53. Nemi D’ Agostino: The Philosophical Bias in Hemingway's Works

      In spite of all his brave restlessness, Hemingway’s basic attitude to reality remained unchanged from In Our Time to The Old Man and The Sea. Life is a solitary struggle, desperate fever of action, conscious of having no sense or reason beyond itself. Nothing in it: that can be justified, bettered or saved, no problem that can really be set and solved. In this fundamentally non-religious world man can rage and die and the writer, the defender of humanity, looks sadly and impotently on over the fence. For he too must cling to his own rigid code, in cultivating his small golden garden. Art, as Goethe said in another context and in another time, is the attempt of the individual to save himself from the destructive power of the All.

      Hemingway is not, of course, an easy writer. In his personality are concealed romantic, puritanical, irrationalistic elements. He felt the crisis of romantic individualism in all its complexity, and his characters are also engaged in living out the deep and tormenting problem of liberty of which Mann speaks in Meine Zeit. It is true that only the characters in his youthful works are fully symbolic of their own time, while his later heroes are figures in a myth which grows more rigid, artificial and poetically ineffective.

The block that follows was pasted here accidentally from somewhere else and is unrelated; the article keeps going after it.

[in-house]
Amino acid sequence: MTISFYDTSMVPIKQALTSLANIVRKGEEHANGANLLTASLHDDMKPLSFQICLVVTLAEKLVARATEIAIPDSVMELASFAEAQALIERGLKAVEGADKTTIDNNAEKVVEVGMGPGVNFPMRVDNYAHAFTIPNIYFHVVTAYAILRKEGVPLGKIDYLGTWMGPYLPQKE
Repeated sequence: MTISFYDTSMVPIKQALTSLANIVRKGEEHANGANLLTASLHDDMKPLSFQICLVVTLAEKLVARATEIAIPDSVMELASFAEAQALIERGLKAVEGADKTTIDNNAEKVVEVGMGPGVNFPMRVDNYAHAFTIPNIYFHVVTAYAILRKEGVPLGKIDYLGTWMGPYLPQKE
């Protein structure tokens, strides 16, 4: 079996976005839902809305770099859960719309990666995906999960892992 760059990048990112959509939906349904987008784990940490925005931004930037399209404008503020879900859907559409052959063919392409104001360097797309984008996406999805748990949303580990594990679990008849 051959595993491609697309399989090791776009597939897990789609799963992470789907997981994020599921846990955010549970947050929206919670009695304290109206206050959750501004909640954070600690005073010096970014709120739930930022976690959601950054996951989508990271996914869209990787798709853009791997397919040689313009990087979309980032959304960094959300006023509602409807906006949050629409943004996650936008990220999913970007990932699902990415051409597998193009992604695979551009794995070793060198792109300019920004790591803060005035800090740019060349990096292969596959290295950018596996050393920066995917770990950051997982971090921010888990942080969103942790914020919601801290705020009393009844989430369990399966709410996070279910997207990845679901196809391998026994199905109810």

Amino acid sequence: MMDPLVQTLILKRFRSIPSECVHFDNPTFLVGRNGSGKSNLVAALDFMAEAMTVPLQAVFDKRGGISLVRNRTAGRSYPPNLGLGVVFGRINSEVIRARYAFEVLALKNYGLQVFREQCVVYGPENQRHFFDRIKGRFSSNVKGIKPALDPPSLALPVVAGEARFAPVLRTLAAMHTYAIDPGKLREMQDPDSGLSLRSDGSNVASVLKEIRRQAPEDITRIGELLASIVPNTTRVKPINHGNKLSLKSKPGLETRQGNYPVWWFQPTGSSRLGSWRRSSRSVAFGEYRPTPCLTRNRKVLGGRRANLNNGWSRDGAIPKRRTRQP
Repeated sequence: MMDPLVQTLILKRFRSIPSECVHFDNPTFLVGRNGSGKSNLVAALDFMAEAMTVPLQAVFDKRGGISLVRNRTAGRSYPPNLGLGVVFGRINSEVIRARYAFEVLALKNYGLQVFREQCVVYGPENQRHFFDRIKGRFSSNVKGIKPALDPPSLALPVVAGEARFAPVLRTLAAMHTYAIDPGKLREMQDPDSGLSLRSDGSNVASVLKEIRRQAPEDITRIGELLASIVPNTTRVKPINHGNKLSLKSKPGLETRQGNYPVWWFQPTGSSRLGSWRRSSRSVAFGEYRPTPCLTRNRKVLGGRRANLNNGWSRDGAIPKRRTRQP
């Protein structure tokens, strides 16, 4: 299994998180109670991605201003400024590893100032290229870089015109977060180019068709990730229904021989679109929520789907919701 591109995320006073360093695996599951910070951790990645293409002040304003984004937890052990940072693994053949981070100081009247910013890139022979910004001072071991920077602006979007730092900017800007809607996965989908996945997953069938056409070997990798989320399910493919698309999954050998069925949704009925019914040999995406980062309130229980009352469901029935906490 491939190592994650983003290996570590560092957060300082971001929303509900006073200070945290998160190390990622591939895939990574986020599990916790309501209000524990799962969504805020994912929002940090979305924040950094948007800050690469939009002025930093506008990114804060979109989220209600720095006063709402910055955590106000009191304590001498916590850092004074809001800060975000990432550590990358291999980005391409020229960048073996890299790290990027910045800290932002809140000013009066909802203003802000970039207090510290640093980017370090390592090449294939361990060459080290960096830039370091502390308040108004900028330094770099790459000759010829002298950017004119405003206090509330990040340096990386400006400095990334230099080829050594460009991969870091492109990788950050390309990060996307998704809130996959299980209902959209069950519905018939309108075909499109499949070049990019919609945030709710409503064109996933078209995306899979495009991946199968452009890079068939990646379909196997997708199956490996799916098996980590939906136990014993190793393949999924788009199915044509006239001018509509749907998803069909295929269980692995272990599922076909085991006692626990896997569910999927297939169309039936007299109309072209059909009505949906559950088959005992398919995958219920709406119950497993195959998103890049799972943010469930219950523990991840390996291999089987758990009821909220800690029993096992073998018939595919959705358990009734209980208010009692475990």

It is also true, although Hemingway’s effort toward the ideal of the great European novel yielded noble results, so that even his failures are not devoid of dignity and interest, his true genius tended to express itself in an elementary narrative form, in the limpidity of a lyrical and subjective “imagism,” which apparenly simplifies the context of life, but in effect contrives to include, in the sort of essential emotion it presents, a wide range of connotations. He is at his best in A Farewell to Arms, in The Sun Also Rises and in his early short stories. These works, springing from the climate of war and in its aftermath, will certainly continue to hold a very important place in American literature. The vast influence they had until the Forties on the young novelists both of America and Europe has many negative and ephemeral aspects, but has also been seriously constructive: in helping for instance young European writers to break away from narrow literary zones, to seek rejuvenation in greater closeness to present life, to revitalize their language, and also to turn back to certain forgotten lessons of the past.